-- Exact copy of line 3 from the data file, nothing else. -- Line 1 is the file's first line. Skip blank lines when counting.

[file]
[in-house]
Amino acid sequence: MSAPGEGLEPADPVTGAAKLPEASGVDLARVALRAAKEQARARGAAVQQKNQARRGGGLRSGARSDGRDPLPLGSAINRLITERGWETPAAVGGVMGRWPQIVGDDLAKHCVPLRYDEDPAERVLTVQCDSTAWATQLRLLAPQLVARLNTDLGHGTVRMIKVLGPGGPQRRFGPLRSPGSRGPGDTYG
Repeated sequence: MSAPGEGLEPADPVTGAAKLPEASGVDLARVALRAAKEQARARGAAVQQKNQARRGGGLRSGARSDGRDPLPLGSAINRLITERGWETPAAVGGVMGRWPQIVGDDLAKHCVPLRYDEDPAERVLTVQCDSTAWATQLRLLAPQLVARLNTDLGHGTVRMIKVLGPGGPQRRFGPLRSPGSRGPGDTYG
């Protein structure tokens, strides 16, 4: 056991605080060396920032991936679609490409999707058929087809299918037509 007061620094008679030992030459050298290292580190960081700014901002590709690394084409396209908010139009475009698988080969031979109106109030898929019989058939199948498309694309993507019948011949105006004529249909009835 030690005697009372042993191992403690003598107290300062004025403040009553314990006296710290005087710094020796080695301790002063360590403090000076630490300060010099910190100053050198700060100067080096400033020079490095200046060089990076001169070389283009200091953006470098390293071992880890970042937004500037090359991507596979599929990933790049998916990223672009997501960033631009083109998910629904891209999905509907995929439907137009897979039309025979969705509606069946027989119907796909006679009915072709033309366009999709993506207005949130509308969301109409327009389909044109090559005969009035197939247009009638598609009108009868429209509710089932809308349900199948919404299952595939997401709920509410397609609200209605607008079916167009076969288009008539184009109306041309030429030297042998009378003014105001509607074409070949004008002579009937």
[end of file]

Repeated sequence: MSAPGEGLEPADPVTGAAKLPEASGVDLARVALRAAKEQARARGAAVQQKNQARRGGGLRSGARSDGRDPLPLGSAINRLITERGWETPAAVGGVMGRWPQIVGDDLAKHCVPLRYDEDPAERVLTVQCDSTAWATQLRLLAPQLVARLNTDLGHGTVRMIKVLGPGGPQRRFGPLRSPGSRGPGDTYG